Lawsuit: Army Corps’ Plan to Clear Trees Off Levees Harms Species

SACRAMENTO, California, June 20, 2011 (ENS) – Three environmental groups filed a lawsuit in federal court today challenging the implementation of a U.S. Army Corps of Engineers program in California requiring removal of all trees and shrubs from levees.

Friends of the River, the Center for Biological Diversity and Defenders of Wildlife maintain that there is “clear evidence that this vegetation provides important habitat for endangered fish, birds and other species, and its removal may actually reduce levee safety.”

After Hurricane Katrina in 2005, the Corps made major changes to its nationwide levee program, including new standards in 2009 banning vegetation within 15 feet of levees, without consideration for regional differences, the groups argue.

Although many levees were designed to include streamside vegetation to enhance the habitat lost by the re-engineering of rivers and streams, the Corps took steps to cancel all exceptions to the requirement that all levees be cleared, without evaluating the impacts on endangered species or their habitats in California.

“This misguided program would further fragment remnants of Central Valley riparian forest that are essential habitat for endangered species and also provide scenic beauty and recreational enjoyment of the rivers,” said Bob Wright, senior counsel for Friends of the River. “The Corps must abide by environmental laws and make environmentally informed decisions. We will pursue this case vigorously and as rapidly as the court allows.”

The groups contend that the Corps ignored its legal obligation to analyze the impacts of this new program under the National Environmental Policy Act by failing to prepare an environmental impact statement before adopting the decision.

The Corps also ignored its requirement, under the Endangered Species Act, to consult with federal wildlife agencies for the impacts on threatened and endangered species, the groups claim.

“The Corps adopted a new standard requiring removal of all vegetation from levees without environmental review, consideration of regional differences or scientific support,” said Jeff Miller with the Center for Biological Diversity. “Not only is there little proof trees or well-managed vegetation threaten levees in California, the Corps’ own research shows trees stabilize and strengthen levees. The Corps must incorporate ongoing scientific research before proceeding.”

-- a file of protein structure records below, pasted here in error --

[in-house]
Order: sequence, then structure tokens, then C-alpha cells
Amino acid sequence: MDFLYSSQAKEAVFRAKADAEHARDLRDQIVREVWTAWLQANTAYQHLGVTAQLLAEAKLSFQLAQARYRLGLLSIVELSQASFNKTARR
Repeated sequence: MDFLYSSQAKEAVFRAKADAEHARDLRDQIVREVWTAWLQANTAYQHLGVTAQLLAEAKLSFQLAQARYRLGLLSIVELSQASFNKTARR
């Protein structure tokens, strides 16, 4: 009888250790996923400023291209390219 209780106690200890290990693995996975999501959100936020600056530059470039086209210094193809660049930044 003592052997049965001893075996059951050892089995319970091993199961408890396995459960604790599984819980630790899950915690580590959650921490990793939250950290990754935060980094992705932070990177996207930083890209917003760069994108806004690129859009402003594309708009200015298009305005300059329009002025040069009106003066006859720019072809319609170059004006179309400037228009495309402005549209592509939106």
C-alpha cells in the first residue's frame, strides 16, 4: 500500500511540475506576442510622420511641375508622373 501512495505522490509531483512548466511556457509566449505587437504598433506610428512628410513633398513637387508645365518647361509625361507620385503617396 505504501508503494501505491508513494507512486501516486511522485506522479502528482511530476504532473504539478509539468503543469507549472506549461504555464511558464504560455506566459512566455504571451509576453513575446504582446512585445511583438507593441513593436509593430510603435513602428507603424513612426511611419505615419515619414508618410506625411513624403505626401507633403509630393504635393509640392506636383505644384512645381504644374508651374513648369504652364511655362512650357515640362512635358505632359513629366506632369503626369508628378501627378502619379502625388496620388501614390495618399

The changes could affect endangered species in the Central Valley and Southern California that rely on vegetation along levees for habitat, such as chinook salmon, steelhead trout, green sturgeon, giant garter snake, least Bell’s vireo, riparian brush rabbit, southwestern willow flycatcher and valley elderberry longhorn beetle.

In many Southern California coastal streams, least vireos and flycatchers nest in riparian vegetation; longhorn beetles inhabit elderberry trees, and protected fish swim in rivers along Central Valley levees.

Riparian vegetation reduces sedimentation harmful to anadromous fish and provides important shade that reduces water temperatures, which is critical for salmonids and other aquatic species.

“Levee safety can be achieved without clearcutting some of the surviving riparian forests in the Central Valley and destroying habitat for struggling species like salmon, steelhead trout and willow flycatchers,” said Kelly Catlett, a California representative of Defenders of Wildlife.

The Corps for decades allowed retention and encouraged planting of trees and shrubs on Central Valley levees in cooperation with federal and state agencies because little other riverbank or riparian habitat remains for endangered species and other wildlife.

The Corps acknowledges vegetation removal may harm endangered species habitats, but has tried to shift the burden of implementation and environmental compliance to local agencies and flood-control districts.

The main flood-control associations in the Central Valley and Bay Area, where most of the state’s levees are located – as well as a dozen flood-control agencies, many state resource agencies, and federal and state lawmakers in California – have objected to or formally expressed concerns about the program.

Concerns are that compliance and environmental mitigation would be costly; diverting limited funding to clear levees will prevent or hinder projects to fix structural or seepage problems; existing vegetation provides erosion control and removing it could increase risk of scouring and slope failure and compromise levee integrity.

The California Department of Water Resources estimates compliance will cost $7.8 billion.

The California Department of Water Resources and Department of Fish and Game have said that implementation would “reduce public safety in California, result in extensive and unnecessary environmental damage, and remove the Corps’ responsibility to assist state and local maintaining agencies in ensuring the integrity of California’s levee system.”

Copyright Environment News Service,ENS, 2011. All rights reserved.